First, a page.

Adam Zagajewski Analysis

Other Literary Forms

(Literary Essentials: Great Poems of the World)

Although poetry constitutes the most important part of Adam Zagajewski’s oeuvre, he also has written three novels: Ciepło zimno (1975; it’s cold, it’s warm), Das absolute Gehör (1982; absolute pitch), and Cienka kreska (1983; thin line). Zagajewski’s fiction, patterned on the traditional Bildungsroman, is an ironic reworking of this nineteenth century genre.

Zagajewski also published a number of important essays and essay collections. His Świat nie przedstawiony (1974; the world not represented), coauthored by Julian Kornhauser, played a seminal role in shaping the literary consciousness of the decade. Drugi Oddech (1978; second wind) and Solidarność i samotność (1986; Solidarity, Solitude: Essays, 1990), continue probing the question of literature’s ethical and social responsibility. Dwa miasta (1991; Two Cities: On Exile, History, and the Imagination, 1995) and W cudzym pięknie (1998; Another Beauty, 2000) explore the richness and variety of Europe, as found in the author’s memories, readings, and travels. Zagajewski is also the author of Polen: Staat im Schatten der Sowjetunion (1981; Poland: a state in the shackles of the Soviet Union), an analysis of the Polish state under Soviet rule.


(Literary Essentials: Great Poems of the World)

The literary debut of Adam Zagajewski took place in a country oppressed by Soviet domination. This historical circumstance led the poet and other writers of his generation (known as the Generation 68, or the New Wave) to take upon themselves the duty of opposing both political oppression and the conformist attitudes found among Polish intellectuals, thus turning around the Communist slogan, “Writers are the conscience of the nation.” Although in his later writings Zagajewski abandoned the earlier political agenda, his poetry never ceased to defend the human right to individual perception and sensitivity. Zagajewski’s poems have been translated into English, French, German, Greek, Hebrew, Italian, and Swedish.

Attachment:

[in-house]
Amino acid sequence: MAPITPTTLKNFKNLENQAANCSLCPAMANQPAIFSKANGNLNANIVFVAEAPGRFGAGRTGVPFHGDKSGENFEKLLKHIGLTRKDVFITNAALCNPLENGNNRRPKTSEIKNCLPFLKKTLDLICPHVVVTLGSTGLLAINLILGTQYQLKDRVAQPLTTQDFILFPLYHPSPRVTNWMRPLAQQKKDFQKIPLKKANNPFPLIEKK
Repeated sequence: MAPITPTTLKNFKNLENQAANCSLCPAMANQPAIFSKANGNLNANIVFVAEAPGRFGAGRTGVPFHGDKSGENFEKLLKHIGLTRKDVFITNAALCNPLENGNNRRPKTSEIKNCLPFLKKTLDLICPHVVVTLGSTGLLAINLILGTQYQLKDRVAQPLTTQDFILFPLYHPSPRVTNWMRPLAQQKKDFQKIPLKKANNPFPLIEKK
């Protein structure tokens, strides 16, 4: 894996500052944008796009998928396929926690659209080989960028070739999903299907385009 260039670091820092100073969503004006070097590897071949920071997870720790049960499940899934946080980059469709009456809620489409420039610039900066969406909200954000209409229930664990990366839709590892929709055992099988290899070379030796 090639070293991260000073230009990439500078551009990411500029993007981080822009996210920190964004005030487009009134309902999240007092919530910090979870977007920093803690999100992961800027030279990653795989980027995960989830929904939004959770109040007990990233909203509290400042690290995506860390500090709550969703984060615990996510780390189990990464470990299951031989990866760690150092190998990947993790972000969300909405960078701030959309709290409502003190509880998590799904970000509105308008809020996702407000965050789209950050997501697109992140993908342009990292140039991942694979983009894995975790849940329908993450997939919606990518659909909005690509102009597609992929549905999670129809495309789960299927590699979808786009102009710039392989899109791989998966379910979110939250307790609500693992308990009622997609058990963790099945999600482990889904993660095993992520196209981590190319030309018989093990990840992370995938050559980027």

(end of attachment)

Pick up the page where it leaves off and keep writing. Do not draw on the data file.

Zagajewski received a number of prestigious fellowships and awards, including the Jurzykowski Foundation Award, a fellowship from the Berliner Kunstlerprogram, the Guggenheim Fellowship, the Prix de la Liberté, the International Vilenica Award, the Kurt Tucholsky Prize, and the Tranströmer Prize.


(Literary Essentials: Great Poems of the World)

Bieńkowski, Zbigniew. “The New Wave: A Non-Objective View.” In The Mature Laurel: Essays on Modern Polish Poetry, edited by Adam Czerniawski. Chester Springs, Pa.: Seren Books, Dufour, 1991. A sensitive and balanced overview of New Wave poetry in the context of several earlier postwar poetic generations. Includes translations of poems by Zagajewski, Ewa Lipska, Julian Kornhauser, Stanisław Barańczak, and others.

Nyczek, Tadeusz. “Kot w mokrym ogrodzie.” In Emigranci. London: Anex, 1988. A compelling account of Zagajewski’s poetic transformation in the early 1980’s, rendered in a friendly, conversational tone by a friend of the poet. In Polish.

Karpowicz, Tymoteusz. “Naked Poetry: A Discourse About the Newest Polish Poetry.” Polish Review 1/2 (1976): 59-70. An insightful report on the state of Polish poetry, from the time Zagajewski was publishing his first collections. Written by a well-known Polish poet.

Shallcross, Bożena. “The Divining Moment: Adam Zagajewski’s Aesthetic Epiphany.” Slavic and East European Journal 44, no. 2 (2000): 234-252. An analysis of epiphany and its importance to the artistic sensitivity of Zagajewski; looks at Zagajewski’s responses to works of art, such as Jan Vermeer’s painting Girl Interrupted in Her Music and Carlos Saura’s film Flamenco.

Witkowski, Tadeusz. “The Poets of the New Wave in Exile.” Slavic and East European Journal 33, no. 2 (1989): 204-216. An account of the émigré works by poets once belonging to the New Wave; addresses the problem of poetry’s ethical responsibility and presents the poetic and ideological debate between Zagajewski and another poet of his generation, Ryszard Krynicki.